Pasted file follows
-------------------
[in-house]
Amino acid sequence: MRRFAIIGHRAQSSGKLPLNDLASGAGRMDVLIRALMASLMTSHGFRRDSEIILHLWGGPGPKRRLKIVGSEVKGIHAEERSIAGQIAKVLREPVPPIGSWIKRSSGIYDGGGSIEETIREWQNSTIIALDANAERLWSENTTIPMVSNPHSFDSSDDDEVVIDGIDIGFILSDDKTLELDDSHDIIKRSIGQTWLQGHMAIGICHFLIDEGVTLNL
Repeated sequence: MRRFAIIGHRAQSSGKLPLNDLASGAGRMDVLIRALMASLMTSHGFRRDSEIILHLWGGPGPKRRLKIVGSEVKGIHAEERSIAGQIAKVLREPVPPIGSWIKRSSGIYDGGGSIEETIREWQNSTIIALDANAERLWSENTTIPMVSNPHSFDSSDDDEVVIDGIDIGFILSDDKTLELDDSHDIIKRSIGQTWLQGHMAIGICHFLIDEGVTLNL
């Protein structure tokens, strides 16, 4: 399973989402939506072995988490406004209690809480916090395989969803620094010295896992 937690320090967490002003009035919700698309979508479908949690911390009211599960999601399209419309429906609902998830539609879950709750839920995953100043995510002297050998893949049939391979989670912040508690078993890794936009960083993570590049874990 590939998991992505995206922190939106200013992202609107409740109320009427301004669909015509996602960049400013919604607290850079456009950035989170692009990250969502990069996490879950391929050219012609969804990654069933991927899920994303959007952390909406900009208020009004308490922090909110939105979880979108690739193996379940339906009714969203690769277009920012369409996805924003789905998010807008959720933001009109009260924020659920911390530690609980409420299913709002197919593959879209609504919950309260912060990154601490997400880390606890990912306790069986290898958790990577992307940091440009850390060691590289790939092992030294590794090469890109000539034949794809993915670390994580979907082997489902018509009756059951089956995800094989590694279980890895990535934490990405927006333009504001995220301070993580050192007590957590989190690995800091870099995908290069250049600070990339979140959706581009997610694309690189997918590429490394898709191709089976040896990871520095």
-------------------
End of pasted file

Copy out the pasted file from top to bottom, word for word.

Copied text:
[in-house]
Amino acid sequence: MRRFAIIGHRAQSSGKLPLNDLASGAGRMDVLIRALMASLMTSHGFRRDSEIILHLWGGPGPKRRLKIVGSEVKGIHAEERSIAGQIAKVLREPVPPIGSWIKRSSGIYDGGGSIEETIREWQNSTIIALDANAERLWSENTTIPMVSNPHSFDSSDDDEVVIDGIDIGFILSDDKTLELDDSHDIIKRSIGQTWLQGHMAIGICHFLIDEGVTLNL
Repeated sequence: MRRFAIIGHRAQSSGKLPLNDLASGAGRMDVLIRALMASLMTSHGFRRDSEIILHLWGGPGPKRRLKIVGSEVKGIHAEERSIAGQIAKVLREPVPPIGSWIKRSSGIYDGGGSIEETIREWQNSTIIALDANAERLWSENTTIPMVSNPHSFDSSDDDEVVIDGIDIGFILSDDKTLELDDSHDIIKRSIGQTWLQGHMAIGICHFLIDEGVTLNL
């Protein structure tokens, strides 16, 4: 399973989402939506072995988490406004209690809480916090395989969803620094010295896992 937690320090967490002003009035919700698309979508479908949690911390009211599960999601399209419309429906609902998830539609879950709750839920995953100043995510002297050998893949049939391979989670912040508690078993890794936009960083993570590049874990 590939998991992505995206922190939106200013992202609107409740109320009427301004669909015509996602960049400013919604607290850079456009950035989170692009990250969502990069996490879950391929050219012609969804990654069933991927899920994303959007952390909406900009208020009004308490922090909110939105979880979108690739193996379940339906009714969203690769277009920012369409996805924003789905998010807008959720933001009109009260924020659920911390530690609980409420299913709002197919593959879209609504919950309260912060990154601490997400880390606890990912306790069986290898958790990577992307940091440009850390060691590289790939092992030294590794090469890109000539034949794809993915670390994580979907082997489902018509009756059951089956995800094989590694279980890895990535934490990405927006333009504001995220301070993580050192007590957590989190690995800091870099995908290069250049600070990339979140959706581009997610694309690189997918590429490394898709191709089976040896990871520095």